Virginia Woolf's Mrs Dalloway

I always enjoy reading novels appropriate to the time of the year. Every year, in December, I read some of Nicholas Nickleby; this novel just sums up Christmas for me. This year, for the first time in June, I have read Virginia Woolf's Mrs Dalloway. This novel epitomises a long midsummer day; set on one day in mid-June. 

In people's eyes, in the swing, tramp, and trudge; in the bellow and the uproar; the carriages, motor cars, omnibuses, vans, sandwich men shuffling and swinging; brass bands; barrel organs; in the triumph and the jingle and the strange high singing of some aeroplane overhead was what she loved; life; London; this moment of June.

Mrs Dalloway is possibly Virginia Woolf's best known novel. It follows the events of a single Wednesday in June 1923. The novel uses a stream of consciousness to follow individual characters inner thoughts and feelings. The two main characters, the socialite Clarissa Dalloway and the shell shocked First Wold War veteran Septimus Smith often provide mirrors of one another, reflecting concepts of sanity and insanity and life and death. Virginia Woolf wrote the novel after reading, and being inspired by, James Joyce's Ullyses. Ulysses chronicles the peripatetic appointments and encounters of Leopold Bloom in Dublin in the course of an ordinary day, 16 June 1904

I first read Mrs Dalloway, along with most of Woolf's other novels, as a young undergraduate. It did very little for me. I have a clear memory of one of my friends reading Mrs Dalloway, as we travelled by train, from university to home, one weekend. She found the book engrossing and funny. I tried reading it again and couldn't find what made her love the book so much and, certainly not what made her laugh out loud! I read some of Virginia Woolf's other novels a few years ago, when we were spending a lot of time in Sussex and enjoying Charleston and Lewes. Maturity certainly helped me understand and enjoy them more. Up until my re-read of Mrs Dalloway, my preferred Woolf reading has been her letters, diaries and essays, along with the seminal A Room of One's Own.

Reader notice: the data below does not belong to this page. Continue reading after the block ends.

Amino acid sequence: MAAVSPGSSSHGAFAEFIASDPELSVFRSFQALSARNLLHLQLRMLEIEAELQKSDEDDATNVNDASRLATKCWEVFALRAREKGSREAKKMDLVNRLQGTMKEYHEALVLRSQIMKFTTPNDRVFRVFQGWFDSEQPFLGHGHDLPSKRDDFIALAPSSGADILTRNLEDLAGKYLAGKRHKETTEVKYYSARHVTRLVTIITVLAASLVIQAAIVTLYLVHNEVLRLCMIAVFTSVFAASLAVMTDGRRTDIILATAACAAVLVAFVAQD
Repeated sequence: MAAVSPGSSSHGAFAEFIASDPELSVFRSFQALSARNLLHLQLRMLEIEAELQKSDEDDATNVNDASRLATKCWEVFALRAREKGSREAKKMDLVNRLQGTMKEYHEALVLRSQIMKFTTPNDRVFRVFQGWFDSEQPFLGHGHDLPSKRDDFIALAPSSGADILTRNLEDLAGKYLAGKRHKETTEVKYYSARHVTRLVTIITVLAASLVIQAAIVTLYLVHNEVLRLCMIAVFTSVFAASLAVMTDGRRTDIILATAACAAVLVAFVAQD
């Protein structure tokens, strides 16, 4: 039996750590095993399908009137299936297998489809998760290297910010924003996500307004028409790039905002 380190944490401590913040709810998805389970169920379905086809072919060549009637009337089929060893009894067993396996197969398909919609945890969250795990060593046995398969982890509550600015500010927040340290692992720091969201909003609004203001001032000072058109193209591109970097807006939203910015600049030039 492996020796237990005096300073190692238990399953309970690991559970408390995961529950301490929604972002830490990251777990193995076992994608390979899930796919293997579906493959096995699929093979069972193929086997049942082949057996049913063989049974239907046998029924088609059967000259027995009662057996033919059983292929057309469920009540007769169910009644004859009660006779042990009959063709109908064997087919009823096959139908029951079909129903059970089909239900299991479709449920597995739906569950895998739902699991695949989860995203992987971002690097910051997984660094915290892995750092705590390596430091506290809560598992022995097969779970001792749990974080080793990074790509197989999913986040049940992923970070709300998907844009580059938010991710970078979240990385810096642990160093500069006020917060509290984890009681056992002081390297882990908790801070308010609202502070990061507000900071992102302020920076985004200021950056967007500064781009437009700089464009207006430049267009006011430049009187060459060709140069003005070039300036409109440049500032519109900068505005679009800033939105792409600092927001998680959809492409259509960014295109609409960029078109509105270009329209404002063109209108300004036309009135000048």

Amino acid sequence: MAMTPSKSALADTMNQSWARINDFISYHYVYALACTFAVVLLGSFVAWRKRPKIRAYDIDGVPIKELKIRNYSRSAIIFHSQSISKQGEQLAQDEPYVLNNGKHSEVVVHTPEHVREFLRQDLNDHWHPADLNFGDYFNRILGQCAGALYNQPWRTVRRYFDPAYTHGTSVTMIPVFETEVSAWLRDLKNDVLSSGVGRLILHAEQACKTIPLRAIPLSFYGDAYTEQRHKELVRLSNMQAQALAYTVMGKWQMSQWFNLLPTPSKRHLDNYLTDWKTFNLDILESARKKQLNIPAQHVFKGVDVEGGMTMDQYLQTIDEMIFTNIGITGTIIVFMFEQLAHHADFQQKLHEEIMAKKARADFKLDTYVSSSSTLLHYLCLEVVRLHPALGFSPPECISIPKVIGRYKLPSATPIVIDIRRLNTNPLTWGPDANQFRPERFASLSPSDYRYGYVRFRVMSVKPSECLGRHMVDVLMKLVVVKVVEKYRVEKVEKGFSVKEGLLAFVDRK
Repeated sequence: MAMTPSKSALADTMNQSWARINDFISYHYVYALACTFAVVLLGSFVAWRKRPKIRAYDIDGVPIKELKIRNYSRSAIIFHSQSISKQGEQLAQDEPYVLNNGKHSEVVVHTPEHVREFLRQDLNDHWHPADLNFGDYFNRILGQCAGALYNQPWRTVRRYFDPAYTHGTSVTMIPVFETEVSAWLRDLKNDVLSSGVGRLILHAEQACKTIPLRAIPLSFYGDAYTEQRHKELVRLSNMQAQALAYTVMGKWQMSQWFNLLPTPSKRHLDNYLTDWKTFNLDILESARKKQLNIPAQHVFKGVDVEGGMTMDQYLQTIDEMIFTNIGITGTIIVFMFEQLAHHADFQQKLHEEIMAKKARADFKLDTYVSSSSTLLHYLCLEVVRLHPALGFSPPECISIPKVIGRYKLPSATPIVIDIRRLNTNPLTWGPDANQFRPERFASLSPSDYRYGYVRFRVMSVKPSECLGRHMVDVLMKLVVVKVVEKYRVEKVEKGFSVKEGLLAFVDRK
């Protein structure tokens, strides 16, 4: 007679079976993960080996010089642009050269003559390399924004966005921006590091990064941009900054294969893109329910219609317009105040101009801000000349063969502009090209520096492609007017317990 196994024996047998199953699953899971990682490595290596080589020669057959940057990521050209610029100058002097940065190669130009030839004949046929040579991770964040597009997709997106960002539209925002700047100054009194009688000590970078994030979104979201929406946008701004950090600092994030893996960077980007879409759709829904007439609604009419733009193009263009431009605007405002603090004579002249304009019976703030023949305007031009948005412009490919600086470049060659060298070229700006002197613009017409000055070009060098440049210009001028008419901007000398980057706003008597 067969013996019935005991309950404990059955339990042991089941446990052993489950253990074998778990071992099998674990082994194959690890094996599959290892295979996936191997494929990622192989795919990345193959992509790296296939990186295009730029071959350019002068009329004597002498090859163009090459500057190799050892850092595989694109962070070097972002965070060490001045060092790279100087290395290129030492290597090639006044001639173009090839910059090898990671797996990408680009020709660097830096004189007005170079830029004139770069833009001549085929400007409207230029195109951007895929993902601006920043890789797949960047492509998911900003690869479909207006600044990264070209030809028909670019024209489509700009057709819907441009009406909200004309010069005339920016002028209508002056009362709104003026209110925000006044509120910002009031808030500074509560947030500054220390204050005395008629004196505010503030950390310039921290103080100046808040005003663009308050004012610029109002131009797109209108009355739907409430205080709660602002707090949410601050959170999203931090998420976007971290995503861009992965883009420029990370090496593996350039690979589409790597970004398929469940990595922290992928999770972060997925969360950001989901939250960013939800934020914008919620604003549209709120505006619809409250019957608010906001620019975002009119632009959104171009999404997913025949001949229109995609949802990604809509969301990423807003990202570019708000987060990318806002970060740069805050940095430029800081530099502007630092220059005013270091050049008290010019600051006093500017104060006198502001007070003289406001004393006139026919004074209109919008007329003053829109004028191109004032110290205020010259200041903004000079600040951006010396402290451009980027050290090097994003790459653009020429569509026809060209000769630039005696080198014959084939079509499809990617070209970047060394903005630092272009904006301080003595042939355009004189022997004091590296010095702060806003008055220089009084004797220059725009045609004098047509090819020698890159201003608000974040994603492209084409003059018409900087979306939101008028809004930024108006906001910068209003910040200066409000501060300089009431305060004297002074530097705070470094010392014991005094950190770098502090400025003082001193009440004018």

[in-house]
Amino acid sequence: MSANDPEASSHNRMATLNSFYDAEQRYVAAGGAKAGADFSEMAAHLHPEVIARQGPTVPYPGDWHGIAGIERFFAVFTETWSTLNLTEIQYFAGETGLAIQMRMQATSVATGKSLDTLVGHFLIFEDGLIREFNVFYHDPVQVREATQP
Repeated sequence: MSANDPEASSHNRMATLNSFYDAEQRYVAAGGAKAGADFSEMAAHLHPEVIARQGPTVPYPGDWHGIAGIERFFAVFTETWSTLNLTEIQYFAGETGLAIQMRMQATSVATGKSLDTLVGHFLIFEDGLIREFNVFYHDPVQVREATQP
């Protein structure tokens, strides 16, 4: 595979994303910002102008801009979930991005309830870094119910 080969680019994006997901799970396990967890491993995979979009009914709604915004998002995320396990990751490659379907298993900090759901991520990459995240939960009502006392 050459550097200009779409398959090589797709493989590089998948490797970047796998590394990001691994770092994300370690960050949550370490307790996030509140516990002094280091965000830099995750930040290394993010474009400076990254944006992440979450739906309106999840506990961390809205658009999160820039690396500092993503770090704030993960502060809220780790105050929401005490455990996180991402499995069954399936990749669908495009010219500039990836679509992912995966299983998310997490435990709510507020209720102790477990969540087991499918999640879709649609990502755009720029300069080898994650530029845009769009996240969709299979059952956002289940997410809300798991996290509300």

So, I have been surprised at how much I am enjoying Mrs Dalloway. I'm not quite laughing out loud, but I am smiling at some of the incidents and thoughts. I am also finding myself identifying with some of the issues and concerns. Maybe the current COVID-19 pandemic is akin to the influenza pandemic of 1918, which has affected the life of Clarissa Dalloway. I also think I am enjoying the stream of consciousness more than I have done previously. I find myself identifying with some of Clarissa's preoccupations. And, having experienced mental health problems within the family, I am better able to understand the inner life and concerns of Septimus, something I certainly couldn't do in my early twenties without the life experiences I have now.

So, all in all, an enjoyable experience and one which has reignited my interest in Virginia Woolf and the Bloomsbury set. I am loving the poetry of Woolf's prose style and am seeing many comparisons with the poetry of T S Eliot, a poet of whom I am inordinately fond.

However, I think I will always agree with E M Forster in The Art of the Novel when he sighs, in a drooping sort of way "yes, oh dear yes, the novel tells a story...that is the fundamental aspect without which it could not exist."